Cold Weather Impact on Your Students, The Buses They Ride & School Heating Systems
MADISON, Ala. (WHNT) – Despite the chilly weather, the Madison City Schools Transportation Department reports all school buses fired up Friday with no problems.
“Everything was great,” said Transportation Director Bobby Jackson. “We keep our buses maintained and our batteries checked.”
Temperatures Monday are expected to be the coldest in years. That makes the bus stop forecast uniquely bitter this January. Jackson says administrators met Friday morning to discuss contingency plans for unanticipated issues. However, he said buses - cold weather or not - are generally prompt.
"So they wouldn't be out in the cold for two, three, maybe five minutes at the most, hopefully, unless we had a bus that malfunctioned," Jackson said.
Jackson says parents can help keep things running smoothly just by being prepared and taking the time to get organized before Monday morning.
"Parents can help out a lot by just having their kids ready and even if they back out of the garage and sit in the car - that would be something they could do that would help us to stay on schedule so that someone down the route doesn't have to stand out there 10 or 15 minutes waiting on a bus."
Madison City Schools Superintendent Dr. Dee Fowler says the system has two main questions that have to be answered:
"Will our buses run and run on time, and can we keep our buildings warm?"
Dr. Fowler says as far as the former is concerned, the system plans to crank up buses Sunday just to be extra sure there are no issues that could potentially affect Monday's routes. They have also been proactive by getting in contact with five substitute bus drivers who will be on call in the event a regular driver calls out sick.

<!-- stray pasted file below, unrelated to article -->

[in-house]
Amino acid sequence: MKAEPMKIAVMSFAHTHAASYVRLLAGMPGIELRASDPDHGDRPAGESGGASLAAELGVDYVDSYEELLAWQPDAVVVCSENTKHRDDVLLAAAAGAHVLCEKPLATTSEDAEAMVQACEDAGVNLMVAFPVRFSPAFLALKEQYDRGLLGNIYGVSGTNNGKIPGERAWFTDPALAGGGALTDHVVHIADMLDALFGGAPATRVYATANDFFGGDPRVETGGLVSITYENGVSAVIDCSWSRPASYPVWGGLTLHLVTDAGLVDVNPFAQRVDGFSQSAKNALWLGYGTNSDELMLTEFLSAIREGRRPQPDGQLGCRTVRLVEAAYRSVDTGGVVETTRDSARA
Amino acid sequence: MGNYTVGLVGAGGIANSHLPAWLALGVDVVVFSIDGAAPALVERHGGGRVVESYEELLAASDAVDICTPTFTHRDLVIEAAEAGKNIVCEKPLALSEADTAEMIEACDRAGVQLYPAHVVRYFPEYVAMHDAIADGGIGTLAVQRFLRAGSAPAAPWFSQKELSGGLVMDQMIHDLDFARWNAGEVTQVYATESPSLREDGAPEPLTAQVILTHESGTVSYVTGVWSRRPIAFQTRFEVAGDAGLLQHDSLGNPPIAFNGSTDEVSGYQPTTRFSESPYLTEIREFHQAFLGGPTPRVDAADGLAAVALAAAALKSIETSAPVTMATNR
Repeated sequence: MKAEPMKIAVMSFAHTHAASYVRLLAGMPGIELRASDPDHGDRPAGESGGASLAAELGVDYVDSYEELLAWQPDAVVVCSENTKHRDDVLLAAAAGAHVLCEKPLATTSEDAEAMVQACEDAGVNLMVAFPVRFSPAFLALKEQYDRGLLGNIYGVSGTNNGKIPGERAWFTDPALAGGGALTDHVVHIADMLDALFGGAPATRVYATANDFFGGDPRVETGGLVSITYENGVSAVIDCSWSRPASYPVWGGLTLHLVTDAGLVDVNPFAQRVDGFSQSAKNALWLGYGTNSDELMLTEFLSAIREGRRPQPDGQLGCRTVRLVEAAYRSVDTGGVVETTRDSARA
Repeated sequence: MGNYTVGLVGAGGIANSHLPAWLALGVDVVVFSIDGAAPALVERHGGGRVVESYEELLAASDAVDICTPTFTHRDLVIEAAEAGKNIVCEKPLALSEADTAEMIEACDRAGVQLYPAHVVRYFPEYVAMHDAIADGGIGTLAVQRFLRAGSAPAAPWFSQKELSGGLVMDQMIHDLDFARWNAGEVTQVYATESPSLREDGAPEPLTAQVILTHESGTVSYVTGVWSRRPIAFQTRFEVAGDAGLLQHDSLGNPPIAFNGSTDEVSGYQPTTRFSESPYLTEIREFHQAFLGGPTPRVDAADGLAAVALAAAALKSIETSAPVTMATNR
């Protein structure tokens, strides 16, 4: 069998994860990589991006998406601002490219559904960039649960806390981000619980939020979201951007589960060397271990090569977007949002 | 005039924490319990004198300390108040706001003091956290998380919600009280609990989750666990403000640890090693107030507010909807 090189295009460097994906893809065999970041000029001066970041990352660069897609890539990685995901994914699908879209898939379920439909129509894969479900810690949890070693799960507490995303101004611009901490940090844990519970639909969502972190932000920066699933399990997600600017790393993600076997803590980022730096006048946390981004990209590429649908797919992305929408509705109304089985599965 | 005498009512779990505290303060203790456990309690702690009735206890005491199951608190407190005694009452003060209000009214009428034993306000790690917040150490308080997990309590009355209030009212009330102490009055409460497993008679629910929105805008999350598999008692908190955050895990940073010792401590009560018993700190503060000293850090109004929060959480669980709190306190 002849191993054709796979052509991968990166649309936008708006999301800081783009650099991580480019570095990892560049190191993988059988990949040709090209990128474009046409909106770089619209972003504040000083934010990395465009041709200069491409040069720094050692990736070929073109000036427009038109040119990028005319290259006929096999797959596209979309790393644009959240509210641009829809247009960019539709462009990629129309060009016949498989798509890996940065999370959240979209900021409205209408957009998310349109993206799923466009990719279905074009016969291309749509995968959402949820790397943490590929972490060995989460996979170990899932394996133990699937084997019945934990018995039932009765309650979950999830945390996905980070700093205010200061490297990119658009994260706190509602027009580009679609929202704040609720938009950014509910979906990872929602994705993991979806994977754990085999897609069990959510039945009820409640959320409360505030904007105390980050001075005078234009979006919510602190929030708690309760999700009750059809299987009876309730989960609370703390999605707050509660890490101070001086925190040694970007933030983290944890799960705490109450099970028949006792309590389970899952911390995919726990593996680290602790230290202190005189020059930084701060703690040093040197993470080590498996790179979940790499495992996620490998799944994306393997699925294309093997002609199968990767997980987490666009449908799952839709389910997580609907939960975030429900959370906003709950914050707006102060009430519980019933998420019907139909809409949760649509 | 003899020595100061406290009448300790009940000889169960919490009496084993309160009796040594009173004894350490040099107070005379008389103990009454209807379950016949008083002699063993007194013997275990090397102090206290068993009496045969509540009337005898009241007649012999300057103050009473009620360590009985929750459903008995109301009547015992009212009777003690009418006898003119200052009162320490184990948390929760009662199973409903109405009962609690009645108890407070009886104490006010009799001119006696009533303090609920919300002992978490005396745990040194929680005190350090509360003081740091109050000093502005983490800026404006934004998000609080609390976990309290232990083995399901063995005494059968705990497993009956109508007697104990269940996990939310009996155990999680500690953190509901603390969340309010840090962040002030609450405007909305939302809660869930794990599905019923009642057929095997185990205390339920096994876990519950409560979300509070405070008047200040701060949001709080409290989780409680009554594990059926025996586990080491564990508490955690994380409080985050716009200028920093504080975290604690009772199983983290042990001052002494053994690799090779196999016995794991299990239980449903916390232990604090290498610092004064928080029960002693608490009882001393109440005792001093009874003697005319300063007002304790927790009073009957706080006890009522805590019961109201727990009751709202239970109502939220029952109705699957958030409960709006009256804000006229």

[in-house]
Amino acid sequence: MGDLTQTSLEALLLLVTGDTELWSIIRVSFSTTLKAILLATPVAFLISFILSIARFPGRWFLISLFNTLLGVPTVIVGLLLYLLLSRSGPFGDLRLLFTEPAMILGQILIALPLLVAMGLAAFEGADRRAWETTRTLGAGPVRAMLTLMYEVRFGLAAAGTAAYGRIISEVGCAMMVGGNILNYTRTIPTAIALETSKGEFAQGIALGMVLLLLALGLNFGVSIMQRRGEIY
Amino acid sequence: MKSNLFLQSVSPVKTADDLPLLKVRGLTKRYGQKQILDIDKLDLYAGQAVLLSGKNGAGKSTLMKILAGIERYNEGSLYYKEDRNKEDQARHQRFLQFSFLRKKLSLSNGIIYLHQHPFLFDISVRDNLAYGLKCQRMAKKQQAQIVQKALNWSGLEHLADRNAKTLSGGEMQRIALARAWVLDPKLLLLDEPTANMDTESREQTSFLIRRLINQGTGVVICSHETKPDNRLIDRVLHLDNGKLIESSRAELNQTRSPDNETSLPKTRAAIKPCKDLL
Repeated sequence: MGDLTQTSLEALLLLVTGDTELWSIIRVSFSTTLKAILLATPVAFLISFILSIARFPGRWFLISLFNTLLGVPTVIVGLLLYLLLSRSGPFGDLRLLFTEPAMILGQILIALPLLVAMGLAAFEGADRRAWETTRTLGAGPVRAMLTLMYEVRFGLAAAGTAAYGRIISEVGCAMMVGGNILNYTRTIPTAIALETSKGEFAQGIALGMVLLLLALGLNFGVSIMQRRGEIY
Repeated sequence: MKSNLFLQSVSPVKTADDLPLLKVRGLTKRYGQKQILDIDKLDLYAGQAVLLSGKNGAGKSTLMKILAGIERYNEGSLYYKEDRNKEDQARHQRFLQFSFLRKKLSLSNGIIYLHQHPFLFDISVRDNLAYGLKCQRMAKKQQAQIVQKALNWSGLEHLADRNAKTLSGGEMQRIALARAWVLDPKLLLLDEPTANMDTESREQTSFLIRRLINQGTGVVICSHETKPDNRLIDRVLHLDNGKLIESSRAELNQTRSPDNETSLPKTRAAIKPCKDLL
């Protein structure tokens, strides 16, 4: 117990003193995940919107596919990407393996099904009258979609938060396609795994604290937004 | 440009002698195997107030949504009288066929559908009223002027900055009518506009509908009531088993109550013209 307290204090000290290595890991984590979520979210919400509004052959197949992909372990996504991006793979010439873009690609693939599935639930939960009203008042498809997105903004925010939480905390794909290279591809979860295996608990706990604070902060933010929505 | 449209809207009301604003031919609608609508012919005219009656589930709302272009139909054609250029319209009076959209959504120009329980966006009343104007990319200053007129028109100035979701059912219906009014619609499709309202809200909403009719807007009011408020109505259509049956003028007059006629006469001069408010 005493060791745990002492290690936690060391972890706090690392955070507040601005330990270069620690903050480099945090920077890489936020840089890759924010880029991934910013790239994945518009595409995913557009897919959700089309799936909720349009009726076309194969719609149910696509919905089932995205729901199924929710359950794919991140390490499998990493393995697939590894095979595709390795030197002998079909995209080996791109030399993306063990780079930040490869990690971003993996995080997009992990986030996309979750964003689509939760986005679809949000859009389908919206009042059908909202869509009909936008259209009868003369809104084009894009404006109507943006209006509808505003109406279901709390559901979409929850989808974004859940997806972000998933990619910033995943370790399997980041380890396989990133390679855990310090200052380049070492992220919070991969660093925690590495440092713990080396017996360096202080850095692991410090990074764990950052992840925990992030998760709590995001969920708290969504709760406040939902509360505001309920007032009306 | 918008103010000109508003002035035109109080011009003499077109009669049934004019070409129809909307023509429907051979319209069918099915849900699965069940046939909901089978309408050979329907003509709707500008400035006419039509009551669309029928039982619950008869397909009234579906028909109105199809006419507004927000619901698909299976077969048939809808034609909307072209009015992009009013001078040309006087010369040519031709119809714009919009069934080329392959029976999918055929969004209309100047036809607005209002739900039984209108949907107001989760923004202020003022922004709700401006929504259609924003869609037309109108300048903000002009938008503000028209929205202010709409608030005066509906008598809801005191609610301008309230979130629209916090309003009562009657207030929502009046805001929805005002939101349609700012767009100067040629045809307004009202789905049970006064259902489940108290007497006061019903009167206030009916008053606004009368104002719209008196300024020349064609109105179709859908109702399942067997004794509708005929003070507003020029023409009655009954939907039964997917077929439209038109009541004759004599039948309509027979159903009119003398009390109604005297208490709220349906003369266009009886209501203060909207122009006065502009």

As for the latter, Fowler says this is a difficult time because all the system's buildings are engineered to operate at a certain temperature. Eight degrees is obviously not the optimum scenario, Fowler says. But maintenance crews have already been checking to make sure school boilers are on the up and up.
"We will run our heat Saturday, we will run our heat Sunday - just to make sure that our buildings are staying warm."
And Fowler sheepishly reiterates - while it may seem like common sense - in single-digit weather, he says, shorts and a hoodie for students just won't cut it.
"When your child gets ready to leave, examine them and make sure they've got on what you hope they have on, not what they wanted to wear. Please dress your children warmly."
As of Friday afternoon, Madison City Schools had not made a determination on potential school delays for the coming week. They say they always like to wait until they have all the information they need before delaying school and causing unintended but unavoidable inconvenience for students and parents.
"Before we make the decision to delay," says Fowler, "we always ask 'what will we gain'."